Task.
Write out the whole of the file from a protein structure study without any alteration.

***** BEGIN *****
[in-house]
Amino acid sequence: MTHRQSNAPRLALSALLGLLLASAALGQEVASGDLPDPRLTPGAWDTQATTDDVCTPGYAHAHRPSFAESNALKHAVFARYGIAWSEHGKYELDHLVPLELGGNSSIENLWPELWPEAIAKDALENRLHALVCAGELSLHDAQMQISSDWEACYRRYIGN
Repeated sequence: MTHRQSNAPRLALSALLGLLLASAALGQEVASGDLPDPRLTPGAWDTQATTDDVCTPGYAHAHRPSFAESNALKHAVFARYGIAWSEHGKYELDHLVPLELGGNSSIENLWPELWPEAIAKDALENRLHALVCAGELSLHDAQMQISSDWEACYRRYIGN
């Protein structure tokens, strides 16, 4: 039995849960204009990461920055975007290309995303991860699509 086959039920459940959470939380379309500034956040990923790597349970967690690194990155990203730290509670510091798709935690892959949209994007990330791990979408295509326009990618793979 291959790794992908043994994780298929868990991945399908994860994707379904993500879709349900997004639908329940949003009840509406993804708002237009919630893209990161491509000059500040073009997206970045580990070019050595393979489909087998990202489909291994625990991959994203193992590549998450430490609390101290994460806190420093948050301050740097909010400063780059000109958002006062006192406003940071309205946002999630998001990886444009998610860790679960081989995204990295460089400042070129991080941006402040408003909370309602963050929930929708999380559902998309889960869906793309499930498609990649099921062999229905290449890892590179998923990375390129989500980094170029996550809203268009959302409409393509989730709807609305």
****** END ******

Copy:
[in-house]
Amino acid sequence: MTHRQSNAPRLALSALLGLLLASAALGQEVASGDLPDPRLTPGAWDTQATTDDVCTPGYAHAHRPSFAESNALKHAVFARYGIAWSEHGKYELDHLVPLELGGNSSIENLWPELWPEAIAKDALENRLHALVCAGELSLHDAQMQISSDWEACYRRYIGN
Repeated sequence: MTHRQSNAPRLALSALLGLLLASAALGQEVASGDLPDPRLTPGAWDTQATTDDVCTPGYAHAHRPSFAESNALKHAVFARYGIAWSEHGKYELDHLVPLELGGNSSIENLWPELWPEAIAKDALENRLHALVCAGELSLHDAQMQISSDWEACYRRYIGN
């Protein structure tokens, strides 16, 4: 039995849960204009990461920055975007290309995303991860699509 086959039920459940959470939380379309500034956040990923790597349970967690690194990155990203730290509670510091798709935690892959949209994007990330791990979408295509326009990618793979 291959790794992908043994994780298929868990991945399908994860994707379904993500879709349900997004639908329940949003009840509406993804708002237009919630893209990161491509000059500040073009997206970045580990070019050595393979489909087998990202489909291994625990991959994203193992590549998450430490609390101290994460806190420093948050301050740097909010400063780059000109958002006062006192406003940071309205946002999630998001990886444009998610860790679960081989995204990295460089400042070129991080941006402040408003909370309602963050929930929708999380559902998309889960869906793309499930498609990649099921062999229905290449890892590179998923990375390129989500980094170029996550809203268009959302409409393509989730709807609305």